interview with Countess

Mina intervjuer / Permalink / 0
Have any of you played in other bands? Yes. I myself haven’t played in other bands for more than two decades, though. Our drummer still plays in a few other bands.
How is it that you started playing music? We were just a bunch of young people who loved metal and wanted to play metal ourselves as well; like so many others I guess.
What are your names? / Who plays what? / How old are you?
Orlok, vocals & bass
Zagan, guitars
Mortüüm, drums
Häxa, keyboards
Have you had other previous members? Yes, but not really that many. We’ve been around for 25 years by now so there have been some line-up changes every now and then.
Did you make music even when you were young? Don’t really remember exactly, but I think we all started in our teens.
Where are you from? Rotterdam, the Netherlands.
What year did the band form? 1992.
What's your style of genre? Heavy/Black Metal. Or, in a few more words: Metal characterized by an uncompromising loyalty to the old Heavy Metal and Black Metal traditions.
What inspires you? Inspiration comes from everywhere, really: books I’ve read, movies I’ve seen, but also my experiences in life and thoughts about life in general.
How often and where do you reherse? Once a week, usually. We have a regular place where we always rehearse.
How have you developed since you started with the music?We started out as a really primitive Black Metal band, but gradually our music has incorporated more traditional influences. By now, I’d say we play Heavy/Black Metal. Our music is characterized by an uncompromising loyalty to the old Heavy Metal and Black Metal traditions. To put it another way: our music sounds like Bathory might have sounded if that band had been formed in Newcastle in 1980.
Are you looking for a booking agency, and what are your thoughts around that? Not really, but if a serious booking agency would make us a decent offer we would certainly consider it.
Are you looking for a label, and what are your thoughts around that? No, it’s not really necessary anymore these days to have a label and we prefer to do everything ourselves anyway. We had several offers from labels to release our latest album, but we turned them all down.
What made you decide to make this music? We didn’t rally decide to play the style of music we play, it’s simply the music we enjoy listening to and enjoy playing too.
What are your songs about? Our songs are about different subjects, but always subjects that fit the music. The early lyrics were very much inspired by first-wave Black Metal lyrics, you know, the typical subjects. Later on we began using different subjects too, partly because there’s only so many times you can write what are basically the same lyrics over and over again and partly because there simply were other subjects we wanted to write about as well. However, all lyrics have stayed within the boundaries of what we think are lyrical subjects that fit the music. Basically, that means subject matter dealing with the occult, mythology, history or metal itself.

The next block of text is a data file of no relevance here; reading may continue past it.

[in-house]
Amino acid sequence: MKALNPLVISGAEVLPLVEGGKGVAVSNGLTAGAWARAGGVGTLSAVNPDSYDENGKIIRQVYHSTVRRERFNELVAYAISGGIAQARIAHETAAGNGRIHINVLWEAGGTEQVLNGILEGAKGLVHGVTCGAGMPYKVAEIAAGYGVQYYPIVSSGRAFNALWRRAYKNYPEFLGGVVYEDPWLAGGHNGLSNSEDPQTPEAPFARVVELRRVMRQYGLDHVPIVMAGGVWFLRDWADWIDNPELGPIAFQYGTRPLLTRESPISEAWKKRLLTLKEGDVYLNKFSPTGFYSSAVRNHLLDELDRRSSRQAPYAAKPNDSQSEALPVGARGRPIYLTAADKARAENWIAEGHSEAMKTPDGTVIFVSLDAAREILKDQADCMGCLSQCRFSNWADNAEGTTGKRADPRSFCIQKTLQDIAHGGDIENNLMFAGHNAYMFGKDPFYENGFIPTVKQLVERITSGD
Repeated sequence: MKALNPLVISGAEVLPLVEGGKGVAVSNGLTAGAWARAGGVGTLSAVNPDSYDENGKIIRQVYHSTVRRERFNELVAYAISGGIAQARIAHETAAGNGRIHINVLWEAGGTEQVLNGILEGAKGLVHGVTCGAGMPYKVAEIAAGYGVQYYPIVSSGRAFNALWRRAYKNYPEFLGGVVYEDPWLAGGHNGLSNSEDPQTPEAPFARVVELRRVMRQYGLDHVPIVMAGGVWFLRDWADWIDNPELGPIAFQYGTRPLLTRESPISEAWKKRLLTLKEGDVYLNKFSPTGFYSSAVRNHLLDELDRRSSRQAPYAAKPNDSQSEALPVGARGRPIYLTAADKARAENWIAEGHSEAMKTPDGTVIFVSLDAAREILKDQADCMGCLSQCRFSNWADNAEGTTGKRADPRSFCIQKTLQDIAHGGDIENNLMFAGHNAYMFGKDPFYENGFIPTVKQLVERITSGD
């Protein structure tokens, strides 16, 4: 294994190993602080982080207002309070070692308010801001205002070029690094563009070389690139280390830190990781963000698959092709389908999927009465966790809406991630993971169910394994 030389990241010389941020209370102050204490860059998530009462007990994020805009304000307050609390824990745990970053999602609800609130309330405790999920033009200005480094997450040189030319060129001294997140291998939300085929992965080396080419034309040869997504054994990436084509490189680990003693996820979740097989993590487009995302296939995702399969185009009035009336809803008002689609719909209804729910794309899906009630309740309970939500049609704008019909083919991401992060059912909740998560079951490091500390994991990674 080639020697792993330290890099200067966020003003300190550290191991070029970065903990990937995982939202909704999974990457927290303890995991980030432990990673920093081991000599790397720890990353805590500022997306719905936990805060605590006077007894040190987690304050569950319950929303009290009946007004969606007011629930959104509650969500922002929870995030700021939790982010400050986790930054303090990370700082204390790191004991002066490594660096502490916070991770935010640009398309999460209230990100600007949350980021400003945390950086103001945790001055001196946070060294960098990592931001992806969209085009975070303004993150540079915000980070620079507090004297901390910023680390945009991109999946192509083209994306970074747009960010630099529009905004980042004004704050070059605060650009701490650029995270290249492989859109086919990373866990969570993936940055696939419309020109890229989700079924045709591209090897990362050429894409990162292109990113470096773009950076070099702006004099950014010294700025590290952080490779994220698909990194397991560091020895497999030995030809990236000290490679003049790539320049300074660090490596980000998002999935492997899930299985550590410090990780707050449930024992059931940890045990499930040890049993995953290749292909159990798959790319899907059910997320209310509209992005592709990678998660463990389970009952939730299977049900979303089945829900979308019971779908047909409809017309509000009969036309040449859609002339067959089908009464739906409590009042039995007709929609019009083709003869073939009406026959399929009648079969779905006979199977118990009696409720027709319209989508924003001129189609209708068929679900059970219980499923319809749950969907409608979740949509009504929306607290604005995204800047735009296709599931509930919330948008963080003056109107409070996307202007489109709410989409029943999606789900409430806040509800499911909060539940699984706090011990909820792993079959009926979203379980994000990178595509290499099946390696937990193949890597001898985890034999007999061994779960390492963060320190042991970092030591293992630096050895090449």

Who does the composing and writes the lyrics? Most of the music and almost all the lyrics are written by Orlok. Zagan also contributes music and has written lyrics occasionally.
Do you start with the music or the lyrics? I prefer to write music and lyrics more or less at the same time; that way you generally get a better synthesis between music and lyrics. Occasionally, I have music and then write lyrics or the other way around, but I prefer to do them simultaneously. Sometimes it starts with a riff or a few riffs, sometimes with a lyrical idea or a few vocal lines. Writing the music and lyrics usually happens more or less simultaneously. Sometimes when I have a few riffs I already have an idea of what kind of lyrics should go with these or sometimes I have a few lines of lyrics and a general idea of what kind of music should go with these.
Do you compose in a certain inviroment? Well, usually I compose at home.
Have you done any covers live? Occasionally, but not very often.
What language do you sing in? Mostly English. We have quite a few songs in Dutch as well, and one album entirely in Dutch (‘Heilig Vuur’ released in 2004). We also have occasionally used German and Latin. Maybe there will be songs in more different languages in the future.
What are the least and most people to attend one of your gigs? We’ve played in pubs in front of some 40 or 50 people and also at festivals in front of some 1000 people.
What ages are most of your concert attendants? Don’t really know, but if I would have to guess I’d say anywhere between 15 and 45.